I’ve found my new favorite local hike.
Tomales Point. Dramatic and grand it’s also a geologic marvel.
An aerial photo would help explain the geology of the point. I found the website of a photographer named Robert Campbell. Yow! Stunning. Visit this link and find the 4th photo from the bottom titled “Point Reyes Station and Tomales Bay.”
Consider Tomales Bay a finger on the pulse of the notorious San Andreas Fault, poking the little town of Point Reyes Station. Said bay and Olema Valley running south are called a Rift Zone. The great earthquake of 1906, which demolished most of San Franciso, wrecked havoc on the little farming communities in this area.
This geology info I’ve gleaned from a meaty but useful field-trip booklet by the USGS.
The Point Reyes Peninsula calls the Pacific Plate home. It took an 80-100 million year long ride up the coast from Southern CA. Marin County sits on the North American Plate. Most of the rocks on the east side of the Tomales Bay are sedimentary in nature (mostly sandstone) with some pillow basalt from underwater volcano action mixed in. The peninsula’s make-up is much like what’s found on the Big Sur coast down south, more ancient granitic rocks frosted in sedimentary covers. Makes sense.
This map shows how the peninsula connects to the mainland:
On to Tomales Point.
Back to Robert Campbell’s website. Find the last photo on the page, titled “Tomales Point.” Imagine walking out to the tip.
That’s this hike.
One drives all the way out Pierce Pt. Rd. to its end. There sits the old Pierce Pt. Ranch. Once the most successful and largest dairy farm in the area, it ceased operations in 1973. The site includes the home built in 1869, a large barn, a school and numerous outbuildings.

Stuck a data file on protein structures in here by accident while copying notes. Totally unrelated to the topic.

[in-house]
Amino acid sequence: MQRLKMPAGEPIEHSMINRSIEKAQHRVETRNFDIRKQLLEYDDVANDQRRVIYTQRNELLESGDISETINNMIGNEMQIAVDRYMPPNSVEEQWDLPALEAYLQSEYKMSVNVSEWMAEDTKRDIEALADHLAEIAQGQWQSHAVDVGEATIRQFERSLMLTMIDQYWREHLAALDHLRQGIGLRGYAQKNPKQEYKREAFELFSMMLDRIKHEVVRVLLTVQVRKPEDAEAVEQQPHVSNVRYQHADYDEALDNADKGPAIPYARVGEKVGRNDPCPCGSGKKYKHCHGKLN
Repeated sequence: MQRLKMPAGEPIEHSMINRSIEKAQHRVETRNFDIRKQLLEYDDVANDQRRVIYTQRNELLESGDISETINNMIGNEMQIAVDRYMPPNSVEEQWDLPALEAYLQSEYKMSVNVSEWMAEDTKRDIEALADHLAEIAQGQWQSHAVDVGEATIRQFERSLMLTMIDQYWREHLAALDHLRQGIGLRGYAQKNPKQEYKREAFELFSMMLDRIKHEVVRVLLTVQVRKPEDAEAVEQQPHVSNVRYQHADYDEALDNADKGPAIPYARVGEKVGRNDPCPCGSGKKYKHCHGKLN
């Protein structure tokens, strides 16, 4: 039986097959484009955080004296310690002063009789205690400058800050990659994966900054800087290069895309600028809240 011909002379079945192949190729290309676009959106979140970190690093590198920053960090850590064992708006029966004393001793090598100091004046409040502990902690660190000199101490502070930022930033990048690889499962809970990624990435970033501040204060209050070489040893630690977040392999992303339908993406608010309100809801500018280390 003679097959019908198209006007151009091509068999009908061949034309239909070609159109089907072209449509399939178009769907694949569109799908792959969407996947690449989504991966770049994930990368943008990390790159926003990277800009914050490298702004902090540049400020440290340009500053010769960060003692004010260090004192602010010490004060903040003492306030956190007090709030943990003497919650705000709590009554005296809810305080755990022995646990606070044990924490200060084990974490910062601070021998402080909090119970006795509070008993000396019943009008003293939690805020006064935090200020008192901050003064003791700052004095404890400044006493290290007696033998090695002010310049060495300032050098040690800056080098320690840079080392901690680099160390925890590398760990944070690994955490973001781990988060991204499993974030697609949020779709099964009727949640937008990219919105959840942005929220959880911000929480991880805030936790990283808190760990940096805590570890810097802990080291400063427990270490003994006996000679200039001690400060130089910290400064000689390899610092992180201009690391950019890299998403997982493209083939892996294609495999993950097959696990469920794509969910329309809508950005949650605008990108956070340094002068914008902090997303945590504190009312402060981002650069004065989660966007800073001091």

This photo I took on a later, fog-free trip from the road above it. I like that you can see how the ranch sits in relation to the bay (on the right), the Pacific on the left and the point.
The ranch house:
Left the buildings and headed out the trail. Walking through this felt like I was floating along. It’s open and treeless up there. Maybe this is why early sailors feared sailing off the earth?
Looking back at McClures Beach (that’s a future post):
Looking ahead at the ragged coastline. Cue the sun:
Cue parting clouds with angelic voices singing down: I got a view of what was to come.
There’s a gap mid frame above. My pics of this area did not come out. It’s called (?Windy Gap?). Pierce Point Ranch once had a second farm here. Must’ve been a harsh place to live and work. Long gone, now it’s spring is a favorite spot for Tule Elk. Nearly hunted to oblivion they were reintroduced and now thrive. Here are some I passed by:
Many stop above the old farm site making it a 4 mile round trip. I went to the end. It’s a bit of a sandy slog past the gap but well worth it.
At the end I planted my butt down and listened. Waves, birds, and the offshore buoy’s steady bell were a perfect foil for a sort of meditation.
Once I had my fill, I retraced my steps back.
9.5 miles out and back. A handful of rolling hills keep the mostly flat hike honest. It is wide-open. Be ready for weather changes and bring warm clothing if you go.
Back at the ranch (har har) a raven (my favorite bird) was tapping at and making noises at a window. Was it trying to enter? Did it think it’s reflection another bird? Amusing.
Should make a beautiful spring flower hike I suspect.